- Sheep feed value guide
- Feed cost calculator: calculate the lowest cost from a number of different sheep feeds
- Annual feed budget for sheep enterprises: estimate the supplementary feed requirements of a sheep enterprise for a single year
- CBH outturns and stockfeed: the site provides information on the process for acquiring stockfeed grain
Following germination of pastures
- Annual pasture quality and quantity
- Grazing sheep at the break of season
- Pasture manipulation – for grass control
- Supplementary feeding calculator for pregnant and lactating ewes
- Lifetime wool (break of season) tool
Health and animal welfare
- WA livestock disease outlook: a monthly newsletter for producers
- Is it fit to load? A national guide to selecting animals fit to transport: a PDF download (Meat and Livestock Australia)
- Many areas have reported heavy stubble loads, which may cause problems during seeding. Check your stubble management options.
- Water quality for spraying crops and pastures
- Grain Industry Association of Western Australia (GIWA) crop reports for 2018: a monthly forecasting service, released by the end of the second week each month, which estimates grain production and yield in Western Australia for the forthcoming harvest season. These reports have detailed delivery zone information for the month.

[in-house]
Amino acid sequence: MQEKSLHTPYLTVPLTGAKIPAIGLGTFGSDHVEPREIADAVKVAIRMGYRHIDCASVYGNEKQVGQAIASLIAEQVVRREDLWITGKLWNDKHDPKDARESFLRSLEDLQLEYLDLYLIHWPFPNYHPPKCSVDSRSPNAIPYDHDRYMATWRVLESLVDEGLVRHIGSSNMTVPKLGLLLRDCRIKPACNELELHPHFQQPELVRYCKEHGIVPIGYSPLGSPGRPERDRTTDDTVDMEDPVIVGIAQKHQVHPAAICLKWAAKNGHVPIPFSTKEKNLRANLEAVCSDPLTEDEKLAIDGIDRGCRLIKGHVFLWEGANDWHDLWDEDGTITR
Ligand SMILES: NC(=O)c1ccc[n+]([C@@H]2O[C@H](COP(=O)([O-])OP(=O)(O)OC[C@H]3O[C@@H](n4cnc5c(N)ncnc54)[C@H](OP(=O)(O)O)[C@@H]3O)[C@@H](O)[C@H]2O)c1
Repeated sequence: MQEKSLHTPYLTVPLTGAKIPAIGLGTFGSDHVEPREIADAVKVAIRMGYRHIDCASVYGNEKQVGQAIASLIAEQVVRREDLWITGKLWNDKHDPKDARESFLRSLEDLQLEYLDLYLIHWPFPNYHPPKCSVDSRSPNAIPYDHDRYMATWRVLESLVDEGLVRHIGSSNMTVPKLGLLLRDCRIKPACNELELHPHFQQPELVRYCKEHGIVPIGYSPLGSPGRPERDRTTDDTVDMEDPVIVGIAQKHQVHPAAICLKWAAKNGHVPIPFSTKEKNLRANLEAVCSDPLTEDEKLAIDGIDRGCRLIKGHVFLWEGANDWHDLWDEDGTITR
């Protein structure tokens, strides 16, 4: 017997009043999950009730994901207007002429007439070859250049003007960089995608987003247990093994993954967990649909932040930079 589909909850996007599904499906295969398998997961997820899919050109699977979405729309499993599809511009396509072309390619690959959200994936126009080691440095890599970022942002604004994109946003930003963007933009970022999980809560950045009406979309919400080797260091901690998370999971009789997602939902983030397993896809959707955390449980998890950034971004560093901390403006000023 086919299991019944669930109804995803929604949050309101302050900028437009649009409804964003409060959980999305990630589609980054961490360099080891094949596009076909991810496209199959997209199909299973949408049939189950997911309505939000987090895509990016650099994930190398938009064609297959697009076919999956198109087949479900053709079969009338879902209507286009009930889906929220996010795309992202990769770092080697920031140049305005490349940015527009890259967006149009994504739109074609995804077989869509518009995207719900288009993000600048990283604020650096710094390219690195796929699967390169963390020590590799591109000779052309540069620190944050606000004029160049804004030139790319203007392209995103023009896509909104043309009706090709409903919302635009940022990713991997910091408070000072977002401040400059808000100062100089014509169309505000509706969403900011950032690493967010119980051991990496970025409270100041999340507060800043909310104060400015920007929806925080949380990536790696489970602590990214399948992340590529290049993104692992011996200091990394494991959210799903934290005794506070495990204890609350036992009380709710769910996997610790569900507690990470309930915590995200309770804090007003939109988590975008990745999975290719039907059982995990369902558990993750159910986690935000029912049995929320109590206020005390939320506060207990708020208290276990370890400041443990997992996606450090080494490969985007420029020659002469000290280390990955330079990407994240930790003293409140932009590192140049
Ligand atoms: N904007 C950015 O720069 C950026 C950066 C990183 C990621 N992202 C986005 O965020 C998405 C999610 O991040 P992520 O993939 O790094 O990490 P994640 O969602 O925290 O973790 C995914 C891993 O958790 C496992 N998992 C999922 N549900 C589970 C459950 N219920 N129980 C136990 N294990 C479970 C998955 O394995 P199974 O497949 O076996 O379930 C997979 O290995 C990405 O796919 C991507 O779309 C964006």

- Hay statistics and data for the South West Western Australia region (Dairy Australia)
Land and water information
- Reducing wind erosion risk
- Maintaining roaded catchments and dams
- Calculating dam water volume and drawdown by livestock and evaporation
- Community water supply program (Department of Water and Environmental Regulation): contact Tracy Calvert at email@example.com; 9841 0122 (Albany) or 0428 180 240
- Strategic community water supplies (Department of Water and Environmental Regulation): map of strategic community water supplies in the Western Australian grainbelt as of August 2017
Climate situation and outlook
- While the probabilities are neutral for the Great Southern and South Coast, the preference for below-normal rain for the South West suggests fewer or weaker cold fronts than usual for May.
Seasonal temperatures are likely to be warmer than normal over the lower west and south-west, with stronger chances of above-normal temperatures further inland.
- See the rainfall to date tool for your recording station
- See the last week's rainfall:
- Search for the daily rainfall and other climate records from your local station: Climate data online – Bureau of Meteorology
- Seasonal climate information: rainfall, soil moisture, frost risk
- Seasonal climate outlook newsletter
Health and finances information
- Western Australia’s rural health, financial and information services support directory
- Rural Financial Counselling Service WA: free call 1800 612 044 for free financial counselling services to assist primary producers
- Regional Men’s Health Initiative: call +61 (0)8 9690 2277
Contact your local DPIRD office to find out who can help you on any of the topics above.